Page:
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COLUMN

Happytown

Assisted living facilities say state's former ombudsman is threatening their right to free speech, U.S. Rep. Allen West says progressives are communists and Gov. Rick Scott's Facebook page pisses off the Miami Herald.

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It was just about a year ago that the Miami Herald started rolling out the horrific installments of its investigation into the rampant abuses that make Florida's nursing homes and assisted-living facilities hell on earth for many of the state's elderly and infirm residents. The paper revealed tales of starvation, deprivation, conditions not fit for animals, much less your loved ones – enough shocking material that it prompted a demand for investigation and reform of the industry. A governor's task force was appointed, bills were introduced, the federal government sent chiding letters, everyone was angry.

And then, in true bureaucratic form, nothing happened. All of the bills died, the legislative session ended and everyone in Tallahassee went back to sleep.

The only person left kicking and screaming over the dismal state of affairs in the state's assisted-living facility industry has been the only guy who's been kicking and screaming about it all along – former Florida Long Term Care Ombudsman Brian Lee,who kicked and screamed so much on behalf of the residents of nursing homes and assisted-living facilities that he was told to resignshortly after Gov. Rick Scott took office. Apparently, he was such a good advocate that he was pissing everyone off – and by everyone, we mean the industry, which complained about him and even sent a helpful letter to the state recommending its own hand-picked replacement for Lee.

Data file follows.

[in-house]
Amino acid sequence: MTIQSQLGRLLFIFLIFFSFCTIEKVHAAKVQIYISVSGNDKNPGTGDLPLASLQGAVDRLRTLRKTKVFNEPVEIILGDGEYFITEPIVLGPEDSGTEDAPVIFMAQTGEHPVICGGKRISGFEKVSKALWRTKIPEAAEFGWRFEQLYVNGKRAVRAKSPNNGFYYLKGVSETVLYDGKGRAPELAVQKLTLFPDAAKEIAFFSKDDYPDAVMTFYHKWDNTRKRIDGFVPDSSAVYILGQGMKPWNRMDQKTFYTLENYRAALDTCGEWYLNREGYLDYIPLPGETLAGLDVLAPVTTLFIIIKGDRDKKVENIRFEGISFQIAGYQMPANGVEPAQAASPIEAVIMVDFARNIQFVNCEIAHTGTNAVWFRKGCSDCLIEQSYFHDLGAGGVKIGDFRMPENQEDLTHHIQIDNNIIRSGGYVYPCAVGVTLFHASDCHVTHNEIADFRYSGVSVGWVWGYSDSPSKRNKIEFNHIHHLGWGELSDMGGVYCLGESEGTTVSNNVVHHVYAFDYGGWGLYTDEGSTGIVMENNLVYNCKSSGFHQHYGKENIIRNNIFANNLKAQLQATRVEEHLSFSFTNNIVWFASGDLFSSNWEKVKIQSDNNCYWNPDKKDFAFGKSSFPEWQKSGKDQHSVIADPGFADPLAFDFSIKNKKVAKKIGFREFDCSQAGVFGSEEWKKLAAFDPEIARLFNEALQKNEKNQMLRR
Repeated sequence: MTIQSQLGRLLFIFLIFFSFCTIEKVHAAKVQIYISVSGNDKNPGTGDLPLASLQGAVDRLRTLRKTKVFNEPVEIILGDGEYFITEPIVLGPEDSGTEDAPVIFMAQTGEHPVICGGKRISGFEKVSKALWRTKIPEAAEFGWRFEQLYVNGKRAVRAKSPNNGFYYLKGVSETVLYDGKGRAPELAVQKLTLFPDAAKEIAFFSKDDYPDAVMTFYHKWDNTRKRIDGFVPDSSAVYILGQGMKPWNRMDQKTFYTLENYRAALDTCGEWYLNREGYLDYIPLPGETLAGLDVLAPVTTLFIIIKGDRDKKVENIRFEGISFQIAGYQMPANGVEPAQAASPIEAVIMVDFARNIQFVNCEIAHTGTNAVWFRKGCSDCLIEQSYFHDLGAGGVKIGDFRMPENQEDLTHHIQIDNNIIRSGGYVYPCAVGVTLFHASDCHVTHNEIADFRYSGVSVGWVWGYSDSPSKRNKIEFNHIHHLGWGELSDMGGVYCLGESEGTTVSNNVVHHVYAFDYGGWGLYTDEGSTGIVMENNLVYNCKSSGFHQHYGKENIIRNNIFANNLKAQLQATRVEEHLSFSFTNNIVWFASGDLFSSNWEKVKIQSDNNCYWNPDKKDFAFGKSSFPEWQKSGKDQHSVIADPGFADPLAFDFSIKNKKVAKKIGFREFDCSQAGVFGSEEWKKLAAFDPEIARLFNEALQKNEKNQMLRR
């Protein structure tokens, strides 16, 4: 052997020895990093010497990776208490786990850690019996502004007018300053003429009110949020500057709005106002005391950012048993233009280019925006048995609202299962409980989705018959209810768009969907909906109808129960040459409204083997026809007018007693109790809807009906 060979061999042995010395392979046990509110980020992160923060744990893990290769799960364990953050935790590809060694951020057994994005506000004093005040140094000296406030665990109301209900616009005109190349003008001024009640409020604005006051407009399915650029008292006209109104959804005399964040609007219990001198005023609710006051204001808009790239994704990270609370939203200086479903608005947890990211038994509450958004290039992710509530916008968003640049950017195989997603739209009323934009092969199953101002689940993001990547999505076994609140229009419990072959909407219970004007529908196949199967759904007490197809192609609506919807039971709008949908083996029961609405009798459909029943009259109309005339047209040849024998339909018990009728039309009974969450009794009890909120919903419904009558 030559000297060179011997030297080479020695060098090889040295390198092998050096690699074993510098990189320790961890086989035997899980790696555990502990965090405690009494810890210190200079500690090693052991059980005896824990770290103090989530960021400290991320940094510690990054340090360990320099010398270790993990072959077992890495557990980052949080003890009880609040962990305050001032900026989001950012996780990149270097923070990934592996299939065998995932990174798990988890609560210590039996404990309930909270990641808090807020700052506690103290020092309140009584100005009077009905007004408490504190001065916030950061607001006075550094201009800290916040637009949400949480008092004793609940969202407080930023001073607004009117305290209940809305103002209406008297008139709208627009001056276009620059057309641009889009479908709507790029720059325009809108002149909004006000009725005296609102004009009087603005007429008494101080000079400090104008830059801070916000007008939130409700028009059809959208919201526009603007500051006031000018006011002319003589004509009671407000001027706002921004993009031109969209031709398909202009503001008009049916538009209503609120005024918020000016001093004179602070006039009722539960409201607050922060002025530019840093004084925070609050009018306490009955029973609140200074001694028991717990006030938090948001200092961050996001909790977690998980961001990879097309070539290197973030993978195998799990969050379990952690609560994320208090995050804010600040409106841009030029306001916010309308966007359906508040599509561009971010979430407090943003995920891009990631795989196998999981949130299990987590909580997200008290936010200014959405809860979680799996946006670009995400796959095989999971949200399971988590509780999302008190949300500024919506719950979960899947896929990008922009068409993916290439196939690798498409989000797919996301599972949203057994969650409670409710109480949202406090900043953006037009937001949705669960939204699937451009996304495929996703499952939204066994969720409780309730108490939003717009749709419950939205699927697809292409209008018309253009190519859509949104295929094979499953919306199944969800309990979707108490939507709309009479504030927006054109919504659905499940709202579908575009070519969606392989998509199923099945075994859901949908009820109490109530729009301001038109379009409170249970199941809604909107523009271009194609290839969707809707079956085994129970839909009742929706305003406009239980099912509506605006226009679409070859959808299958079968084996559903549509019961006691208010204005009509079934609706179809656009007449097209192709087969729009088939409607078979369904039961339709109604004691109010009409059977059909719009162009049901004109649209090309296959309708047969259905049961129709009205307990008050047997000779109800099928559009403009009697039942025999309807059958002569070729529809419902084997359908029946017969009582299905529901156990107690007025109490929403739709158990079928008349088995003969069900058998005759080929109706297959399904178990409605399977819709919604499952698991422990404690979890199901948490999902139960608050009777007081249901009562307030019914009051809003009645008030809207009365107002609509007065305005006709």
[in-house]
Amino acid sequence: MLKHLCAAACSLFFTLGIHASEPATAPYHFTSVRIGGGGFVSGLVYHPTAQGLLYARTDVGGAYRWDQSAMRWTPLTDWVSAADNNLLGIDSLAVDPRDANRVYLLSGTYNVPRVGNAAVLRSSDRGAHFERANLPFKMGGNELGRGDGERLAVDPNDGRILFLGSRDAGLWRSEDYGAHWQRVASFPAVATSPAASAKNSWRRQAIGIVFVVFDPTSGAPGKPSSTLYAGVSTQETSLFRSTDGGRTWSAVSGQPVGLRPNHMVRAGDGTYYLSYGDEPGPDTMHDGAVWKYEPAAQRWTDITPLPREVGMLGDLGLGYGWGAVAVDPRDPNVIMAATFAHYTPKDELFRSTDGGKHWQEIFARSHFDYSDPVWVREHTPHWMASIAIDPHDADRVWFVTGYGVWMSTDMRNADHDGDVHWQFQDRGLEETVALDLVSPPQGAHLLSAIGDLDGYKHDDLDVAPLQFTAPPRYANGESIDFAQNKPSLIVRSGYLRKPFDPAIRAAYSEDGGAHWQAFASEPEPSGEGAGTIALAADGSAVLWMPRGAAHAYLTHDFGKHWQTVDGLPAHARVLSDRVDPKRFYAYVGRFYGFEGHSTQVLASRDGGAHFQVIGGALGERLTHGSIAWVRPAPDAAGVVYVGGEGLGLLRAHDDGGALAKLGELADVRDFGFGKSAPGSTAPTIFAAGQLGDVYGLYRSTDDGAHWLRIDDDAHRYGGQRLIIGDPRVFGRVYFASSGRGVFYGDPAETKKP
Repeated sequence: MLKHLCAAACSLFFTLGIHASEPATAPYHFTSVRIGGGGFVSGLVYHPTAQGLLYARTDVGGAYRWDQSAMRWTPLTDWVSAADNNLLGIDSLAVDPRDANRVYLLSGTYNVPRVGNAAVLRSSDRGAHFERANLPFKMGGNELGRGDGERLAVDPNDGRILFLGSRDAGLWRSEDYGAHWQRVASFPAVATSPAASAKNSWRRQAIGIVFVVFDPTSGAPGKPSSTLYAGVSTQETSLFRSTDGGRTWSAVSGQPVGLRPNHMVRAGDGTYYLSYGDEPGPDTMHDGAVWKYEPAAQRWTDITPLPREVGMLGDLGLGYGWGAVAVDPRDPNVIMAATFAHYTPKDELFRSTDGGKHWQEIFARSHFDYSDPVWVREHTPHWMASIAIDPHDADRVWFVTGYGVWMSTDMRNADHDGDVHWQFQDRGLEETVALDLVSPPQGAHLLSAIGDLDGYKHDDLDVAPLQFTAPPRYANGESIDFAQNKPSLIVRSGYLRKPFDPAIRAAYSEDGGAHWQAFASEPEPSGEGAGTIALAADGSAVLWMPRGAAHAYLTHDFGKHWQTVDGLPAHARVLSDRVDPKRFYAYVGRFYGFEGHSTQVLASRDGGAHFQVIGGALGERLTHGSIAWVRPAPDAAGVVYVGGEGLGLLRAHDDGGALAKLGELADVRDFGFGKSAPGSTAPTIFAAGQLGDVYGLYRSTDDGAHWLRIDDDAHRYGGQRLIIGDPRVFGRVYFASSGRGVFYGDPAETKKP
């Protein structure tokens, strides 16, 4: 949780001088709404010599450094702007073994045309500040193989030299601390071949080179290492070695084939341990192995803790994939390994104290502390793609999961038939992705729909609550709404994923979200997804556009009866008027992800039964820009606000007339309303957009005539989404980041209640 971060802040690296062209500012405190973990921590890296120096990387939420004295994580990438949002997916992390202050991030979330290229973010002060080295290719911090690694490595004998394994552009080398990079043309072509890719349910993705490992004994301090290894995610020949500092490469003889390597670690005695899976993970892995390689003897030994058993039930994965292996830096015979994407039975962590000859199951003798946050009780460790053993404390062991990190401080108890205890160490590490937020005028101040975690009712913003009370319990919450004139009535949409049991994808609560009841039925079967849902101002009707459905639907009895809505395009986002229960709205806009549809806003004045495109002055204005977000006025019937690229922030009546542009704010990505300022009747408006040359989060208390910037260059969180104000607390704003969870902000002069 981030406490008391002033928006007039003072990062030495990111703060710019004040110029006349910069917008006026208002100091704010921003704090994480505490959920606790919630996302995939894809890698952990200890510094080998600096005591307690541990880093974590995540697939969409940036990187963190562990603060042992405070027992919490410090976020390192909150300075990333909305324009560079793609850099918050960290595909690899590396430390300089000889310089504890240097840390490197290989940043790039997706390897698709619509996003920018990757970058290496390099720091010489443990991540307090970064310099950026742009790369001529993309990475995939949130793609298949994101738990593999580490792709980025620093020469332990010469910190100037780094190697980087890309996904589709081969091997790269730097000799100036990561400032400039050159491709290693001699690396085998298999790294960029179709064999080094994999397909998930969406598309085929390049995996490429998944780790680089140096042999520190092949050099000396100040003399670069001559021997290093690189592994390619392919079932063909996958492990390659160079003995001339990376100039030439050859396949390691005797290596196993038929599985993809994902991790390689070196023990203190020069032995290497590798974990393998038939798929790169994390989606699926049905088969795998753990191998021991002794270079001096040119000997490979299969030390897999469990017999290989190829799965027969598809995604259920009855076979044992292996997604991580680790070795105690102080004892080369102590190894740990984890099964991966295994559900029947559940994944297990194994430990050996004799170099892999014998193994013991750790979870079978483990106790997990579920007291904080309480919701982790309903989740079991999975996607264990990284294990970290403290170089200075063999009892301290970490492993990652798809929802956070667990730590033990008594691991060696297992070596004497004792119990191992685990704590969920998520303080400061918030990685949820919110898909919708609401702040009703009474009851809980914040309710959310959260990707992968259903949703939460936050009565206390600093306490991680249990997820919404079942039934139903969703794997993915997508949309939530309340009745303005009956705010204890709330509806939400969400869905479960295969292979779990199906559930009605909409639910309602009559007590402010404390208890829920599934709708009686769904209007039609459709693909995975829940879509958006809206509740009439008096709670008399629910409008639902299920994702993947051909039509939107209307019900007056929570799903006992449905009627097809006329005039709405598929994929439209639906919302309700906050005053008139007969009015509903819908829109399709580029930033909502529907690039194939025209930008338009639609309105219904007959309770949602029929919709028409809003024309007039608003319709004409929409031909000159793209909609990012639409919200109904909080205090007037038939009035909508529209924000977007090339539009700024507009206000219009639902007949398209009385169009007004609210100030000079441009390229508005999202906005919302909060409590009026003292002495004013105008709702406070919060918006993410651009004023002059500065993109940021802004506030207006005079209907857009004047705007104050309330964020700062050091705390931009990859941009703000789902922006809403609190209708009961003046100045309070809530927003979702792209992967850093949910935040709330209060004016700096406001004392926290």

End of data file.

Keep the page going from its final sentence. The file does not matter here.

Lee, who has continued his advocacy work as executive director of the nonprofit Families for Better Care, sued the state charging that it illegally interfered with the Ombudsman's office and fired him for being a whistle-blower. The state filed a motion to dismiss the suit, claiming that the industry's complaints to the state about Lee are protected under “free speech,” but last week Circuit Court Judge James Shelfer said the case will move forward, much to the consternation of industry lawyers and lobbyists.

“What is at stake here in this case truly is the liberty to discuss publicly all matters of public concern and particularly to petition the government to redress grievances,” Florida Health Care Association lawyer Kari Aasheim told the Miami Herald.

Nice try, but that's not what's at stake at all – Lee's suit doesn't seek to keep lobbyists and special interests from petitioning the government. It does, however, seek to keep the government from doing the bidding of those special interests at the peril of the people – especially when those people are at their most vulnerable.

“I'm really excited about the fact that what could come out of this is the potential for ombudsman case law on interference and intimidation against the office,” Lee says. “That would be completely unprecedented.”

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